• The Corpus have also rolled out the Staticor, a pair of gauntlets that fire off Hand Blasts of pure Radiation damage.
  • Armor Is Useless: Nope. All that heavy armour the Grineer wear is fairly effective against small arms fire (especially on Uranus or Sedna, where the higher levels mean Grineer turn into bullet sponges), and those huge helmets worn by Corpus Crewmen stop standard bullets pretty well. Not so much use against flaming swords or lightning-fists, though, or toxic bullets that give the enemy radiation poisoning on top of an infection, then freeze/electrocute/immolate them.
    • Warframe Armor is also another good armor, as it increases damage resistance directly. Definitely better than shields, which are absolutely useless in high level play.
      • On the other hand, Rhino's Iron Skin is more or less a layer of ablative armor; it lets him take a lot more punishment than he normally could. This is because it is functionally a third set of hitpoints on top of his health and shields, and soaks up damage before it reaches him. More importantly, though, it makes him completely immune to most forms of Crowd Control (stuns, knockdowns, grapples, etc.).
  • Armor-Piercing Attack: Following Update 11, weapons have a portion of Puncture damage (effective against Grineer and Corpus crewman helmets), and be can modded for Punch-Through properties (making bullets go through cover or enemies, letting you hit multiple enemies, or ones hiding behind cover or riot shields).
    • Toxin damage fits in a non-traditional sense, as it completely bypasses shields and is extra-effective against armor. To a much lesser extent, bleed damage from Slash ignores ALL forms of protection, but the bleed damage is usually minor and Slash itself is ineffective against armored or shielded foes.
      • Played lethally straight with the Dread bow. Though Slash based, it can be build to deal an insane amount of damage on hitting an enemy's weakpoint. Did we mention that the damage from a Slash proc is based on the shot's damage, and is also multiplied by weak point bonuses? The end result is that if the arrow doesn't kill the target, the slash proc dealing thousands of points of protection-ignoring damage per second almost certainly will.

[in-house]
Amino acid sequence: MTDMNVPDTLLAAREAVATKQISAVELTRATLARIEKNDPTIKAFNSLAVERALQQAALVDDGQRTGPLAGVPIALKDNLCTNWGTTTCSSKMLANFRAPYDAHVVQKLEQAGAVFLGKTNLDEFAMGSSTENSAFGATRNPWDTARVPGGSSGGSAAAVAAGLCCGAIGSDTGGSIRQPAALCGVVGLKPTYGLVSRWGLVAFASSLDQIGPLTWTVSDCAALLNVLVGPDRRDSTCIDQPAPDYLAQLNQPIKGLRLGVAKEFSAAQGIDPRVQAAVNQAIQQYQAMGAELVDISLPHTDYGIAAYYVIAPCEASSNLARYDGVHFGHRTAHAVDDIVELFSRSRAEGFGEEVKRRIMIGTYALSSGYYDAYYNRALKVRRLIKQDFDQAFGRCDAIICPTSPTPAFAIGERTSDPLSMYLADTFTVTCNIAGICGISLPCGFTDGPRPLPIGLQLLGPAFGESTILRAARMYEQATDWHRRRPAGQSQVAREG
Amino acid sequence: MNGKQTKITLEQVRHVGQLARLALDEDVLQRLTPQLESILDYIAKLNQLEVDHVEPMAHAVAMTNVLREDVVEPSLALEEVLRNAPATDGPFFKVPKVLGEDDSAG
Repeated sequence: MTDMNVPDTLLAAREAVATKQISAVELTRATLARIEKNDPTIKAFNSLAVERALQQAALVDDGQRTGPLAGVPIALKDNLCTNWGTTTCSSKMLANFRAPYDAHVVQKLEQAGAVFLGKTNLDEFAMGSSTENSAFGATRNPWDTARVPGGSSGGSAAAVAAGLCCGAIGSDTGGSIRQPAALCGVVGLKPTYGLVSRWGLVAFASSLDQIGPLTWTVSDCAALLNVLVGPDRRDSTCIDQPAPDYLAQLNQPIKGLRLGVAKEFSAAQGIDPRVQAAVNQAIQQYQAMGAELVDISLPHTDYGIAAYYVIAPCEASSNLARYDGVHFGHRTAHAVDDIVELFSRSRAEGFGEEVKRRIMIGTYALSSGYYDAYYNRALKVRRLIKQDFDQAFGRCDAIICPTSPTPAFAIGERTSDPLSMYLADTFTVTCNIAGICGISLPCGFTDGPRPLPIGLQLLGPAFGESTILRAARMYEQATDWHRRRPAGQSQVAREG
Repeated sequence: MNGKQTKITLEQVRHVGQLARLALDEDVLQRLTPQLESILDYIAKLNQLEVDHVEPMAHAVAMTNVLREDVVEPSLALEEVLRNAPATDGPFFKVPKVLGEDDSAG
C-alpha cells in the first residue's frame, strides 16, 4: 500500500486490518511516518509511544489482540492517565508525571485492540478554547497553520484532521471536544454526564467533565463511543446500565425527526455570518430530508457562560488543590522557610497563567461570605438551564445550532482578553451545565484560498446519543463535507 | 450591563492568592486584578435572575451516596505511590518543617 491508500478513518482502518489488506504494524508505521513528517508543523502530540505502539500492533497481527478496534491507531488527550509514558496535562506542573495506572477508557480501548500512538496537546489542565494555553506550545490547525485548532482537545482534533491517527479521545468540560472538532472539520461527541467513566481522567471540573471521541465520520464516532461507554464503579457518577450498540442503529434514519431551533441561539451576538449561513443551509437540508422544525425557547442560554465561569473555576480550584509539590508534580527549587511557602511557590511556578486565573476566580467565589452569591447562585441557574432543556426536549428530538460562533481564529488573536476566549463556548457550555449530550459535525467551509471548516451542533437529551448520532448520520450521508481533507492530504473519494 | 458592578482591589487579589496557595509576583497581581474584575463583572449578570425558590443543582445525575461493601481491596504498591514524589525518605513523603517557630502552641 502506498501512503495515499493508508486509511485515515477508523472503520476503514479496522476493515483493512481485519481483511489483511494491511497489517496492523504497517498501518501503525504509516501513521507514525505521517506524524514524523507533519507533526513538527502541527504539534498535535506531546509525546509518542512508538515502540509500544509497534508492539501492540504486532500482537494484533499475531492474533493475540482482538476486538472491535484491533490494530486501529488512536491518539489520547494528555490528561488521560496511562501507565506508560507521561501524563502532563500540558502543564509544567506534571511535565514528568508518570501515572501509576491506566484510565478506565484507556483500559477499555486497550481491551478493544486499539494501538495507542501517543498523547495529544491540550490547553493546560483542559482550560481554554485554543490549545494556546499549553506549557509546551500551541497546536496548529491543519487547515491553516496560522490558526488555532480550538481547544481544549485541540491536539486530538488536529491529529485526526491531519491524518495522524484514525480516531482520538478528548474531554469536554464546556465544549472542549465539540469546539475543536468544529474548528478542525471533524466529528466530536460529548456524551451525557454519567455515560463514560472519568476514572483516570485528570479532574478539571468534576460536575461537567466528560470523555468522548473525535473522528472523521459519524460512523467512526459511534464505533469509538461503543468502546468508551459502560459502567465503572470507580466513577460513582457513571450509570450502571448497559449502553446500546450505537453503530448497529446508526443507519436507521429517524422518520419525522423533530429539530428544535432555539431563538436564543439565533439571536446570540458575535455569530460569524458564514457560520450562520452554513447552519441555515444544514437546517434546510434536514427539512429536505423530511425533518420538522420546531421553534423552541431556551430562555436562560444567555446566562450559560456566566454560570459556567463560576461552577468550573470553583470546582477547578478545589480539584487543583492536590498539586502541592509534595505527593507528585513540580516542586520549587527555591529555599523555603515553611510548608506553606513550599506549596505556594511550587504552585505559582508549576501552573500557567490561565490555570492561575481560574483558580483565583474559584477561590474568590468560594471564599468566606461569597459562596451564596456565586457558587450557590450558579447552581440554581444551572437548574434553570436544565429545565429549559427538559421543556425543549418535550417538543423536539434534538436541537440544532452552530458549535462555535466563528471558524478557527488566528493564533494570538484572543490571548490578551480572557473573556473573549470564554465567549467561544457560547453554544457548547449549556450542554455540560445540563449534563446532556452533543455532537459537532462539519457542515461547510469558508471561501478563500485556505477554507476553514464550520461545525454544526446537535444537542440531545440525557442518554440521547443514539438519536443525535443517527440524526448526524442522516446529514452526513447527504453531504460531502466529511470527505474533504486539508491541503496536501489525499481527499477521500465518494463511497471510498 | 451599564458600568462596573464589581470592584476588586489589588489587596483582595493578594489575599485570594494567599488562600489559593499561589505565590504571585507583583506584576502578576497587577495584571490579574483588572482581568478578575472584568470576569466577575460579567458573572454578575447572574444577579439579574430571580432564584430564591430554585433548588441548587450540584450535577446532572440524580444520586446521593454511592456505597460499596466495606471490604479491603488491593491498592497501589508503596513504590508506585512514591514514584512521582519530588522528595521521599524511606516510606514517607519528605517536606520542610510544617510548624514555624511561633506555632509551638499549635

• Art Evolution: The Corpus' MOA robots used to be sleek and organic-looking - an update changed them to be more obviously robotic and plated.
    • Grineer used to speak pure English. It was later changed to a unique Grineer language which sounds like a heavily corrupted version of English. Some phrases are recognizable, others are almost indecipherable. Grineer females also sounded less inhuman with the change.
      • The Chinese version has them speak Mandarin instead of their unique language.
    • The Corpus received a more intelligible language than the inhuman grunting robot noises they used to make. They're still pretty indecipherable at times, though.
    • Captain Vor used to be a red colored Flame Blade, but got a serious makeover turning him into an old man with serious cybernetic augmentations and an Orokin key in his chest that he uses for special attacks.
    • Similar to Vor, Sargas Ruk was a generic-looking Grineer goon with generic boss ranting, but the Gradivus Dilemma turned him into a fire-shooting Cyber Cyclops who talks in Hulk Speak.
    • Alad V used to be voiced by a different actor (with a thick Canadian accent), and appeared as a generic Corpus goon. Gradivus changed him into a Sissy Villain with an odd eye visor. Compare this to this.
    • Vay Hek, who was a generic Grineer grunt with a bit of an ego, has now turned into a propaganda-spewing lunatic piloting some sort of mech. As of Update 13, his cybernetic body enhancements far surpass even Sargus Ruk's. Little trace of his human origin can be seen (except his face) in his new design.